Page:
Southern crested caracara
The southern crested caracara, also known as the southern caracara or carancho, is a bird of prey in the
family Falconidae. As presently defined, the southern crested caracara is restricted to central and southern
South America. It formerly included the northern crested caracara (C. cheriway) of the southern United
States, Mexico, Central America and northern South America, and the extinct Guadalupe caracara (C. lutosa)
as subspecies. As its relatives, it was formerly placed in the genus Polyborus.
It has a total length of 50-65 cm (20-26 in) and a wingspan of 120-132 cm (47-52 in). Weight is 0.9-1.6 kg
(2-3.5 lbs), averaging 1,348 g (2.972 lb) in 7 birds from Tierra del Fuego. Individuals from the colder
southern part of its range average larger than those from tropical regions (as predicted by Bergmann's rule)
and are the largest type of caracara. In fact, they are the second largest species of falcon in the world by
mean body mass, second only to the gyrfalcon. The cap, belly, thighs, most of the wings and tail-tip are
dark brownish, the auriculars, throat and nape are whitish-buff, and the chest, neck, mantle, back,
uppertail-coverts, crissum (the undertail coverts surrounding the cloaca) and basal part of the tail are
whitish-buff barred dark brownish. In flight, the outer primaries show a large conspicuous whitish-buff
patch ('window'), as in several other species of caracaras. The legs are yellow and the bare facial skin
and cere are deep yellow to reddish-orange. Juveniles resemble adults, but are paler, with streaking on the
chest, neck and back, grey legs, and whitish, later pinkish-purple, facial skin and cere.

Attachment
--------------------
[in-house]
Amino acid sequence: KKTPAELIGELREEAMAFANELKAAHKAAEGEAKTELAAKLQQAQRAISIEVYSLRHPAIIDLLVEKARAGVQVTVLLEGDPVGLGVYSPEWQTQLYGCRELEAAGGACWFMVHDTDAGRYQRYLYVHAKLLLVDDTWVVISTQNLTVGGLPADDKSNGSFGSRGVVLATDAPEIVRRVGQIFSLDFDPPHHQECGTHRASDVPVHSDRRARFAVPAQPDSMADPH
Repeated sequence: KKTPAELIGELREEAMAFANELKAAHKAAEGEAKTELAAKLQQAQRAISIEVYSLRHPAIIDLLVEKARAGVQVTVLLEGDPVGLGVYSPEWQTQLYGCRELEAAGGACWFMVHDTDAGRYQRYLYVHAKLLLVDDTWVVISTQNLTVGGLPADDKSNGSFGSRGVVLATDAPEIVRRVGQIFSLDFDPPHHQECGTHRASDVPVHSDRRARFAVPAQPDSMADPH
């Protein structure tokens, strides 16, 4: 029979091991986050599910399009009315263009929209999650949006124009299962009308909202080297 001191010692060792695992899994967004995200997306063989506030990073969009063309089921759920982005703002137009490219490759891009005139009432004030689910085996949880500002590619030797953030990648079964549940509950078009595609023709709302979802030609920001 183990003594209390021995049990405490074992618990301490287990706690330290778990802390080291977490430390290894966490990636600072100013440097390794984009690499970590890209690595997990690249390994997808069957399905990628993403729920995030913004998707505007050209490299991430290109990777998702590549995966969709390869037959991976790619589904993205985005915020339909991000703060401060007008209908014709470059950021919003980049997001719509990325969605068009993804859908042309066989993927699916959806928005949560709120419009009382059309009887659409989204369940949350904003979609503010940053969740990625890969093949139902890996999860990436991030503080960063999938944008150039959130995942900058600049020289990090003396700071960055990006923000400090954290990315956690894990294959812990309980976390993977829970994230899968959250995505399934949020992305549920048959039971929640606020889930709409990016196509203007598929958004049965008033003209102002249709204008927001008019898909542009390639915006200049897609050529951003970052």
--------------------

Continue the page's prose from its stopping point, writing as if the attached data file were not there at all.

It can be separated from the similar northern caracara by its more extensive barring on the chest, brownish
and often lightly mottled/barred scapulars (all blackish in northern), and pale lower back with dark barring
(uniform blackish in northern). Individuals showing intermediate features are known from the small area of
contact in north-central Brazil, but intergradation between the two species is generally limited.
A bold, opportunistic raptor, the southern crested caracara is often seen walking around on the ground
looking for food. It mainly feeds on carcasses of dead animals, but will steal food from other raptors,
raid bird nests, and take live prey if the possibility arises (mostly insects or other small prey, but at
least up to the size of a snowy egret). It is dominant over the black and turkey vulture at carcasses. It is
typically solitary, but several individuals may gather at a large food source (e.g. dumps). Breeding takes
place in the austral spring/summer in the southern part of its range, but timing is less strict in warmer
regions. The nest is a large open structure, typically placed on the top of a tree or palm, but sometimes on
the ground. Average clutch size is two eggs.
Range and habitat
The southern crested caracara occurs from Tierra del Fuego in southernmost South America north to the Amazon
River region and southern Peru. An isolated population occurs on the Falkland Islands. It avoids the Andean
highlands and dense humid forest, such as the Amazon rainforest, where it is largely restricted to
relatively open sections along major rivers. Otherwise, it occurs in virtually any open or semi-open
habitat and is often found near humans.
Zoológico de Vallarta A. C.
Leave your comments, your opinion is important to us